I apologise in advance. 😂 I took a semi-hiatus because of assignments and I ended up writing these during that hiatus so these reviews aren’t written up the standard I would usually prefer.
The Paper & Hearts Society
Rating: ★★☆☆☆ (2/5)
*I received a copy from the publisher via Netgalley in return for an honest review. This in no way affected my opinion of the book.*
A young teen moved to a new town and discovered a book club that pushes her out of her comfort zone.
Honestly, this was a little disappointing, considering how positive the reviews were for this book. I really wanted to love this book, but this book was just not for me. This is a story I would say good in concept, but the execution was so bland.
I have no issues with references to certain things, but this book really overdid it with the book mentions. Like I genuinely thought this book would’ve collapsed on itself if it didn’t mention another book. Yes, this is a book about a book club. But the way it was written was definitely meant to namedrop, which I don’t have an issue with, but it just wasn’t smooth.
A majority of the book is:
Tabby/ Anyone else: Oh, wow. I love [book title] by [author]! Spends a couple of lines on how great it is.
A lot of the books mentioned were prevalent Young Adult/ Contemporary novels. I understood wanting to celebrate UKYA, but I found myself rolling my eyes a lot of it because it was so just so cringey.
I also found the characters to be quite snobby at some points. And a lot of them act as if reading is such a weird thing that makes them different. Like, you know when people say “Am I the only one who does [something that everyone does]?” Tabby and some of the others all tends to give off that similar vibe, and it was just a little frustrating.
I’ve never watched a video of Powrie’s, but from work I’ve seen, but I can definitely see how her own reading taste has influenced this book. It’s not a bad thing, nor am I calling her taste terrible, but I just know this is a book club I wouldn’t be joining. It all felt very forced and I couldn’t find myself to commit with any of the characters.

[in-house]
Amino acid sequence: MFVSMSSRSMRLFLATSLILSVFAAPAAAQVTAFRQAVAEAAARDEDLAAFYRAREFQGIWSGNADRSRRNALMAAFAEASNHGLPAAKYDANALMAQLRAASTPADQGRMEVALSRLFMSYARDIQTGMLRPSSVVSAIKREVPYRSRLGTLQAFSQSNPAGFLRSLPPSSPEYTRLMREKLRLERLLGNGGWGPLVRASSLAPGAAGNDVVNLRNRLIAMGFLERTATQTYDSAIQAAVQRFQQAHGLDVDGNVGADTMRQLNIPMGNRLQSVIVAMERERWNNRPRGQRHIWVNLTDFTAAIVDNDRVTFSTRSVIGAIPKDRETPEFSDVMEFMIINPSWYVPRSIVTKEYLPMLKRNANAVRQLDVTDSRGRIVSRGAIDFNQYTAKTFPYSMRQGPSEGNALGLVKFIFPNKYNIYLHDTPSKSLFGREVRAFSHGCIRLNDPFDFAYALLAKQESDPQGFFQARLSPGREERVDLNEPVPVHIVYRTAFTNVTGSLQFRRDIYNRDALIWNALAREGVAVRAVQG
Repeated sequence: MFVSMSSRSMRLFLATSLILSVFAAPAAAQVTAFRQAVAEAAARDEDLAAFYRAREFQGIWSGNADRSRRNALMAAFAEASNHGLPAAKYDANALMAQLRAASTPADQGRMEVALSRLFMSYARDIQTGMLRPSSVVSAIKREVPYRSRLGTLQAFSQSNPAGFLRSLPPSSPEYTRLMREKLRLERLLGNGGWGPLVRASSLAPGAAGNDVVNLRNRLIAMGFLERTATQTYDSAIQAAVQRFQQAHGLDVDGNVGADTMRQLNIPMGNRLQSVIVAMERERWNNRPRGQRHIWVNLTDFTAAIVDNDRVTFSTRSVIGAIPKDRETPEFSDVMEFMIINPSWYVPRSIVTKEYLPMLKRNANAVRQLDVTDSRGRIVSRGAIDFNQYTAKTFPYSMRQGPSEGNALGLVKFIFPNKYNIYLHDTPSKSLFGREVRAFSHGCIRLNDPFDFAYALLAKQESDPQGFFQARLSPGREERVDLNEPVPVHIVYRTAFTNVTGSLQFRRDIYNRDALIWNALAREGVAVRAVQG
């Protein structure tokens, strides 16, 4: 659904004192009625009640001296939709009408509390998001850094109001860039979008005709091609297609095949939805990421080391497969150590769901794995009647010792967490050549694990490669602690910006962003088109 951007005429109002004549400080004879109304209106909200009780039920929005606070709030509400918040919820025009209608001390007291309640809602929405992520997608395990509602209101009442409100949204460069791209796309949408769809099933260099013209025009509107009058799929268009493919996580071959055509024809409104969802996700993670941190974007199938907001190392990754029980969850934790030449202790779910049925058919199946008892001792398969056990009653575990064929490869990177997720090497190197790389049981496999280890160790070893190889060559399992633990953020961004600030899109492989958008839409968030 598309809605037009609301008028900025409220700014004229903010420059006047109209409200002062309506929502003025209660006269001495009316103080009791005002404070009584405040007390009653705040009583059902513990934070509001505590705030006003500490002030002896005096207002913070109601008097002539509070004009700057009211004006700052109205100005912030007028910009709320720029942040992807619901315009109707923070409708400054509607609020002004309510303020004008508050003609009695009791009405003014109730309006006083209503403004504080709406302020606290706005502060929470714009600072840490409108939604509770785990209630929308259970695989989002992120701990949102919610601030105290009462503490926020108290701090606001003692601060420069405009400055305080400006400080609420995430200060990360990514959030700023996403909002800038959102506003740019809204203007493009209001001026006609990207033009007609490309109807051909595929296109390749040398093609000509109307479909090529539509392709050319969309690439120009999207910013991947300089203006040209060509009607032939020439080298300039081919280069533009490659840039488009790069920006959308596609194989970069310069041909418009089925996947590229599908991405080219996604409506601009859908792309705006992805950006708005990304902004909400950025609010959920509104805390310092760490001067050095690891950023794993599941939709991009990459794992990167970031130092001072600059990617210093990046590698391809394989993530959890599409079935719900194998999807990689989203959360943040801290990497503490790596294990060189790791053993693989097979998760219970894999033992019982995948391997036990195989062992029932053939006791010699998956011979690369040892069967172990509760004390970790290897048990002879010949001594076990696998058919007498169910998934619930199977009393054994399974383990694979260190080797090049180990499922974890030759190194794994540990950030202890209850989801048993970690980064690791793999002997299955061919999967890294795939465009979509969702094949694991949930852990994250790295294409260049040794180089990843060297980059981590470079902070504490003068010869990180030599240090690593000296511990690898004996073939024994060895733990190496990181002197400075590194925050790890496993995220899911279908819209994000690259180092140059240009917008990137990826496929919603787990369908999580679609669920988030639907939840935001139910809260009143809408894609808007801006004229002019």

When Tabby’s not in the club, she’s dealing with personal issues. She has moved away from her old town, but that doesn’t stop her past from following her. I found this part of the book much better and far more interesting to read than the activities of the book club. This is where the book doesn’t fail; in my opinion, it’s rather uplifting when we can see how the book club helps Tabby. And it also showcases the danger of online bullying and toxic friendship.
Overall, I wouldn’t say this is full on terrible book. Out of the booktube crowd, it’s actually one of the better ones. But Paper & Heart’s biggest downfall was that it was trying way too hard to be a great book WITH fantastic references to other contemporary novels when it could’ve just been a great book. I don’t plan on continuing this series.
Secrets of the Henna Girl
Rating: ★★★☆☆ (3/5)
When her family decides to take a trip to Pakistan, sixteen-year-old Zeba finds herself trapped after her father decides to marry her off to her cousin. Lost deep in family politics, Zeba has to find a way out before it’s too late.
This was a little difficult to review, especially since forced marriage plots are prevalent in books with SEA leads. But this book was quite interesting.
I hated how 2D the secondary characters were. The only people who were developed the band of friends Zeba makes but everyone else was basically caricatures of evil incarnate. Everyone who is against Zeba is simply, so honour bound and all they yell is about tradition. It was rather lacking in characterisation and felt like such a cop-out to make them ~evil~.
They’re already forcing a girl to marry against her wishes, and the way they switch between being loving parents to terrible ones was so abrupt.
I think what was great about this book is showcasing how to get help and what happens after. A lot of books with forced marriage never really delve deep into how you can get help. A lot of them mention that you can contact people who put you in contact with units designed to help. But we see Zeba reach out and how she manages to escape, and I think this could be really helpful to someone who could end up in that situation.
It’s a decent read. I wouldn’t be rushing to recommend it anytime soon, but this book does encapsulate traditional ties in modern time. It deals with a lot of heavy stuff but wasn’t exactly challenging to read. This book tries to bring some educational into the topic but making the bad guys so caricature rather than going into depth how things happen the way they do is where it falters.